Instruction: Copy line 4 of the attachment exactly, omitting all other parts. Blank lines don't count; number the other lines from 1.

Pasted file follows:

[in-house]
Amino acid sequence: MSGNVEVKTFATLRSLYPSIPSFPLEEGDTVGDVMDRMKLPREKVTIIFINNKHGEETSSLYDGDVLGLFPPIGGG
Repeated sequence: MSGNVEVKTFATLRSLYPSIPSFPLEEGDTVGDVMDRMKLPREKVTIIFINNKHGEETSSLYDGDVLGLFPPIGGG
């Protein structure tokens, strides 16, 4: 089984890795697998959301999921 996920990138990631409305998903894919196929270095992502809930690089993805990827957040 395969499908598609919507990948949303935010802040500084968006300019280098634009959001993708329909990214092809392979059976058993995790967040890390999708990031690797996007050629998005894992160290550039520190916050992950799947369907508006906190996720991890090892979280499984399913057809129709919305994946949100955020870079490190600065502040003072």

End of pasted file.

């Protein structure tokens, strides 16, 4: 089984890795697998959301999921 996920990138990631409305998903894919196929270095992502809930690089993805990827957040 395969499908598609919507990948949303935010802040500084968006300019280098634009959001993708329909990214092809392979059976058993995790967040890390999708990031690797996007050629998005894992160290550039520190916050992950799947369907508006906190996720991890090892979280499984399913057809129709919305994946949100955020870079490190600065502040003072």